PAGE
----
Bitcoin Miners' Revenue From Fees Rises Suggesting Onset of Major Bull Run

The two-year "Z-score" for miner revenue from fees has turned positive after a long time, signaling new waves of adoption.

AccessTimeIconMar 23, 2023 at 10:48 a.m. UTC
Updated Mar 23, 2023 at 2:09 p.m. UTC

Bitcoin's (BTC) 60% year-to-date surge may be only the first milestone in its upward journey, as miner revenues from transaction fees are rising.

The two-year "Z-score" for miner revenue from fees, an indicator used to identify periods of high and low transaction fees, has turned positive for the first time since mid-2021, according to data source Glassnode.

The positive flip suggests miners' revenue from transaction fees is deviating higher from the two-year mean in a sign of increased network demand. Historically, a return of high fees has coincided with the beginning of major bull runs.

"Bolstered by a new demand from Ordinals and Inscriptions, the 2yr Z-Score for miner revenue from fees has turned positive," Glassnode's lead analyst, James Check, said in a weekly market update.

"Elevated fee pressure is a common precursor to more constructive markets, coincident with new waves of adoption, expressed via increasing demand for blockspace," Check added.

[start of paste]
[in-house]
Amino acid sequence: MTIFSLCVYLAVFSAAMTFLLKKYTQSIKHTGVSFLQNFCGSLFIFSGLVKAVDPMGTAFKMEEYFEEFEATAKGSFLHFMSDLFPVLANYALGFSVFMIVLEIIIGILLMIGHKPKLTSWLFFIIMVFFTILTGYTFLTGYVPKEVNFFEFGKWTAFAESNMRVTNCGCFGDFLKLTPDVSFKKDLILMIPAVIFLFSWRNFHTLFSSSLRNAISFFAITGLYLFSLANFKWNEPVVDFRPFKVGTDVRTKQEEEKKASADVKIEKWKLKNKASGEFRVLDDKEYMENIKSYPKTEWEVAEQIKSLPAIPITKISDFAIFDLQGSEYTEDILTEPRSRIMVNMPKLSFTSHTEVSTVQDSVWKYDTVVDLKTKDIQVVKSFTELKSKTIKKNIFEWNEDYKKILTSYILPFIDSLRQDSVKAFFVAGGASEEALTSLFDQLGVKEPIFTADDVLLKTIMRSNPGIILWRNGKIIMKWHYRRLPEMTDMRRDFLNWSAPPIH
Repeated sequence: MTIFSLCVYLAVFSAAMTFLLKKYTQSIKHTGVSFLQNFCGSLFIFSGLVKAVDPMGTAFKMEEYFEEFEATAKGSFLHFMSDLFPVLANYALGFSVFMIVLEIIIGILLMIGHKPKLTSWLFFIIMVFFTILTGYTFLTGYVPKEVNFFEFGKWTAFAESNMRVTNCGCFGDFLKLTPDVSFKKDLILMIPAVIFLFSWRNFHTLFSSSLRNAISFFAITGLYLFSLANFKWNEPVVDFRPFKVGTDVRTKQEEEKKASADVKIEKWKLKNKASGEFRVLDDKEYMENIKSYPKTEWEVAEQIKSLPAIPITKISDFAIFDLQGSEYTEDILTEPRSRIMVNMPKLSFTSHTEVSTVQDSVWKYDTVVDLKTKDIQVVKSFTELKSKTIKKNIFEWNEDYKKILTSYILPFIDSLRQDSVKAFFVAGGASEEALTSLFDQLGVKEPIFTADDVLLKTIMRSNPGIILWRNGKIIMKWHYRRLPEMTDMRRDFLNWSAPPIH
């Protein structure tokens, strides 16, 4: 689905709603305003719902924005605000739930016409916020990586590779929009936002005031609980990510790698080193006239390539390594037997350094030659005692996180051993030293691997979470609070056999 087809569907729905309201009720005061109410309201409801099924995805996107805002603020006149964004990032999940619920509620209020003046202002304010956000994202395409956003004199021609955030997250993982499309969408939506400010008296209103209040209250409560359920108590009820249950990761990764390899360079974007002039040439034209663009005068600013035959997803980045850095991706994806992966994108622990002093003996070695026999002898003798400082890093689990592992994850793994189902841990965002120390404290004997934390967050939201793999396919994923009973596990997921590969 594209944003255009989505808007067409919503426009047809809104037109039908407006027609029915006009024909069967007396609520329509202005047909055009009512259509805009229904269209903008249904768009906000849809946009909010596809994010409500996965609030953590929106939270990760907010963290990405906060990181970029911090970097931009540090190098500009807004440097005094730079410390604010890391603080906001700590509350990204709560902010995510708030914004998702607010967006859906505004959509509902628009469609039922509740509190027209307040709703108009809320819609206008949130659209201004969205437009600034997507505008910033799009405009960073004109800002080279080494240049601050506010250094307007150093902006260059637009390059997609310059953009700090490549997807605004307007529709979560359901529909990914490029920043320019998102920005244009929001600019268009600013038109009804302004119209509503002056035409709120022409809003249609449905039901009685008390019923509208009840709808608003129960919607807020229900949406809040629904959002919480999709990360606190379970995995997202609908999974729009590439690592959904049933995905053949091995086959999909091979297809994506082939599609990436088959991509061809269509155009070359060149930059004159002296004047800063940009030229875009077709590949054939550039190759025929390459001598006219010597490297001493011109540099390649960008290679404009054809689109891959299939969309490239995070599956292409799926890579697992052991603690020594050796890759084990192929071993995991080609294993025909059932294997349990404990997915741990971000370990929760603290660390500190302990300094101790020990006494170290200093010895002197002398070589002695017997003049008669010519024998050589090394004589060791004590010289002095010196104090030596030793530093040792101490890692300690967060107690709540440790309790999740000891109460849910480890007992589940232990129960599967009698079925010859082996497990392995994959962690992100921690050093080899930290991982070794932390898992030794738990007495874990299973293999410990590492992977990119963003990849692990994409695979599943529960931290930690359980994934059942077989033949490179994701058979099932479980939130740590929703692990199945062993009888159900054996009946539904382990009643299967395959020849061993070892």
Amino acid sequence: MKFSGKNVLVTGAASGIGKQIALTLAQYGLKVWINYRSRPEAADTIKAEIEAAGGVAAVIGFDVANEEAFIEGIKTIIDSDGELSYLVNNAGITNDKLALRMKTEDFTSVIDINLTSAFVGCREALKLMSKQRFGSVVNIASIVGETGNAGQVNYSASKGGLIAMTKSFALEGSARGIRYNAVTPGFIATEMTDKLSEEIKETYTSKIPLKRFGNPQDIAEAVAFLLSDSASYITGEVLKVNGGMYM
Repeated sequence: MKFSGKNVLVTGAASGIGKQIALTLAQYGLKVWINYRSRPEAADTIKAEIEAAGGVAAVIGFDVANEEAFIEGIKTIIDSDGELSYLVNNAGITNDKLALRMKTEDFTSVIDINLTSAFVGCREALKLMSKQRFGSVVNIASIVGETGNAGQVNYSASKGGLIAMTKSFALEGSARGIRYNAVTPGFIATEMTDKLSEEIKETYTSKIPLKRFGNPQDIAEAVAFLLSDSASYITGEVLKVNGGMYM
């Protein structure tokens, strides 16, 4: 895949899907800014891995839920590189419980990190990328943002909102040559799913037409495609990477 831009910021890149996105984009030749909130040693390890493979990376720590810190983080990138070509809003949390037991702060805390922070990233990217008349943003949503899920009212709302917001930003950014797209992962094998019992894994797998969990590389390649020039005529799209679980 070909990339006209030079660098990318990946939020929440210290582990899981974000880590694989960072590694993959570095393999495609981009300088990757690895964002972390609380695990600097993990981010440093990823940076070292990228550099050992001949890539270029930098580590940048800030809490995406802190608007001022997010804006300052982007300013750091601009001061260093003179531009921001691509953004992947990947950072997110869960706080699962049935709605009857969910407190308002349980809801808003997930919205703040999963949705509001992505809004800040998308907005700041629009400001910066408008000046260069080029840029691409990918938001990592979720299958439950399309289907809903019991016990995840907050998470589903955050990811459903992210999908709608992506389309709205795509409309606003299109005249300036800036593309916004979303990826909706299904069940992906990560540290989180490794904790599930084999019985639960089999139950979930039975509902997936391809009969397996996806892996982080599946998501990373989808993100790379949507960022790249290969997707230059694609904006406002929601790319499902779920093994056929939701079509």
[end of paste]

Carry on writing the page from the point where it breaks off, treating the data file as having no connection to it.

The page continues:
The indicator has turned positive, indicating a return of high fees. (Glassnode)
The indicator has turned positive, indicating a return of high fees. (Glassnode)

The Z-score measures the number of standard deviations from the two-year mean fee revenue. The Z-score is usually positive and rising during bull runs and negative during bear runs.

Bitcoin miners solve complex algorithmic puzzles to verify and add new transactions to the blockchain or distributed ledger in return for rewards paid in BTC. In addition, miners also receive a portion of transaction fees.

Fees are a function of transaction size and network volumes (how congested the network is). Transactions are processed in blocks, storing up to 1 megabyte of data. Hence, a sudden spike in activity often leads to network congestion – transactions waiting to get verified. In such situations, miners target transactions with higher fees first. In other words, the more a user offers in fees, the faster his transaction is likely to be verified.

The network has seen brisk activity since the launch in January of the Ordinals protocol, which allows users to inscribe references to digital art into small transactions on the Bitcoin blockchain.

The seven-day average of the daily transaction count on the Bitcoin network has increased by 28% this year, reaching a two-year high of over 333,000.

"Miners are of course key beneficiaries of this influx, seeing their total revenue spike up to $22.6M/day. This week, miner revenues have lifted to the highest level since June 2022, breaking convincingly above the yearly average," Check said, adding that this is typically observed near "transition points towards a more constructive market."


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Omkar Godbole

Omkar Godbole is a Co-Managing Editor on CoinDesk's Markets team.